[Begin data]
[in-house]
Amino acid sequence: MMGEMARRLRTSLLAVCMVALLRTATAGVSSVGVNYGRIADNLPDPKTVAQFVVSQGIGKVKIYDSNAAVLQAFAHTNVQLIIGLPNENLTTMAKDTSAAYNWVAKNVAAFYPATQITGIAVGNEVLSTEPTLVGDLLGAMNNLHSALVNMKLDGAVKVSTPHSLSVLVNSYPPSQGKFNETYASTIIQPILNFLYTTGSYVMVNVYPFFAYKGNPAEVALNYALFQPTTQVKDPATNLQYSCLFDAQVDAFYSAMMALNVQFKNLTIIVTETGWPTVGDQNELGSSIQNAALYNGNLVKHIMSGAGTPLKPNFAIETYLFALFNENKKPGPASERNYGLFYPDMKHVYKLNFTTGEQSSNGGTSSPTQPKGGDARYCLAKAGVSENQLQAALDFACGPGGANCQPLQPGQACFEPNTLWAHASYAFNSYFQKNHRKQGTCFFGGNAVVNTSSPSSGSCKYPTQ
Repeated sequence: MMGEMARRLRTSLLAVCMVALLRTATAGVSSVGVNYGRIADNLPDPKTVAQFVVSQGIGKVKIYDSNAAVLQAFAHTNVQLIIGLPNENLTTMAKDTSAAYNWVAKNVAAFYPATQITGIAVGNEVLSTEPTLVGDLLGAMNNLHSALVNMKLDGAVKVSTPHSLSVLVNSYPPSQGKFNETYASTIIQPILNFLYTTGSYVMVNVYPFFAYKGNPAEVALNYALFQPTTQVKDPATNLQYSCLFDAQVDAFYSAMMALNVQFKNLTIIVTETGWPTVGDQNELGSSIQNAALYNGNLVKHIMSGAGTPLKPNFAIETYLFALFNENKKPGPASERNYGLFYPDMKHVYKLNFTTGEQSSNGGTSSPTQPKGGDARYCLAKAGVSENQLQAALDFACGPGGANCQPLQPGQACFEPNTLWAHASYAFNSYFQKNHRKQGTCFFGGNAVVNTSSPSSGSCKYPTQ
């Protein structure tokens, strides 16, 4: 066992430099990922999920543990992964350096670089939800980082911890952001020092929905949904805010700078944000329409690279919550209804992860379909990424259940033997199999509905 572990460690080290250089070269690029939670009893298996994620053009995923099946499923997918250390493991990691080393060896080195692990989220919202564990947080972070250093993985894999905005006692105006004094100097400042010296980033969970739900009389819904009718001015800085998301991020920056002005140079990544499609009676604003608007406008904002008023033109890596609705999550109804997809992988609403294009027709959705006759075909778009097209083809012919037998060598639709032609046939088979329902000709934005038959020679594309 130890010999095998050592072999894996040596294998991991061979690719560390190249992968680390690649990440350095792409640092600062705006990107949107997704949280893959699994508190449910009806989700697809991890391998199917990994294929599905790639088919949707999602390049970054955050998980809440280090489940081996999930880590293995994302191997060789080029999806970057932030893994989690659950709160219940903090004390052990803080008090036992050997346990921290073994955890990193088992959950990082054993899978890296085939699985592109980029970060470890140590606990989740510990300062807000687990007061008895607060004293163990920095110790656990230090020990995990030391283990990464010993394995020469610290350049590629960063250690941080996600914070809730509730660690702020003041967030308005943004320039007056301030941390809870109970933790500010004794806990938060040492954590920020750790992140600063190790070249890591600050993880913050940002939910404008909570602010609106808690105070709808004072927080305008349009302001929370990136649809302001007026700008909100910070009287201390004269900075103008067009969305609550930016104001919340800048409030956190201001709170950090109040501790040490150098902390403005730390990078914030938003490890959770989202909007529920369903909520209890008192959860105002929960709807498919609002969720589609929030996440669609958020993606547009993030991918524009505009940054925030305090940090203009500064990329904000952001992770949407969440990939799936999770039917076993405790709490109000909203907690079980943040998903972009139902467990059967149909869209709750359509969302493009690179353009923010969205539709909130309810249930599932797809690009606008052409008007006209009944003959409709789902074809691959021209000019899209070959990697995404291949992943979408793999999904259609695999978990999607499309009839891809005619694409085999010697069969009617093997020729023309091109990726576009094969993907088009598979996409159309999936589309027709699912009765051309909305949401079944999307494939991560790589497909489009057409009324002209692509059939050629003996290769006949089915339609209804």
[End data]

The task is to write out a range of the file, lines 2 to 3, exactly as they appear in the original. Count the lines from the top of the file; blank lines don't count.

Amino acid sequence: MMGEMARRLRTSLLAVCMVALLRTATAGVSSVGVNYGRIADNLPDPKTVAQFVVSQGIGKVKIYDSNAAVLQAFAHTNVQLIIGLPNENLTTMAKDTSAAYNWVAKNVAAFYPATQITGIAVGNEVLSTEPTLVGDLLGAMNNLHSALVNMKLDGAVKVSTPHSLSVLVNSYPPSQGKFNETYASTIIQPILNFLYTTGSYVMVNVYPFFAYKGNPAEVALNYALFQPTTQVKDPATNLQYSCLFDAQVDAFYSAMMALNVQFKNLTIIVTETGWPTVGDQNELGSSIQNAALYNGNLVKHIMSGAGTPLKPNFAIETYLFALFNENKKPGPASERNYGLFYPDMKHVYKLNFTTGEQSSNGGTSSPTQPKGGDARYCLAKAGVSENQLQAALDFACGPGGANCQPLQPGQACFEPNTLWAHASYAFNSYFQKNHRKQGTCFFGGNAVVNTSSPSSGSCKYPTQ
Repeated sequence: MMGEMARRLRTSLLAVCMVALLRTATAGVSSVGVNYGRIADNLPDPKTVAQFVVSQGIGKVKIYDSNAAVLQAFAHTNVQLIIGLPNENLTTMAKDTSAAYNWVAKNVAAFYPATQITGIAVGNEVLSTEPTLVGDLLGAMNNLHSALVNMKLDGAVKVSTPHSLSVLVNSYPPSQGKFNETYASTIIQPILNFLYTTGSYVMVNVYPFFAYKGNPAEVALNYALFQPTTQVKDPATNLQYSCLFDAQVDAFYSAMMALNVQFKNLTIIVTETGWPTVGDQNELGSSIQNAALYNGNLVKHIMSGAGTPLKPNFAIETYLFALFNENKKPGPASERNYGLFYPDMKHVYKLNFTTGEQSSNGGTSSPTQPKGGDARYCLAKAGVSENQLQAALDFACGPGGANCQPLQPGQACFEPNTLWAHASYAFNSYFQKNHRKQGTCFFGGNAVVNTSSPSSGSCKYPTQ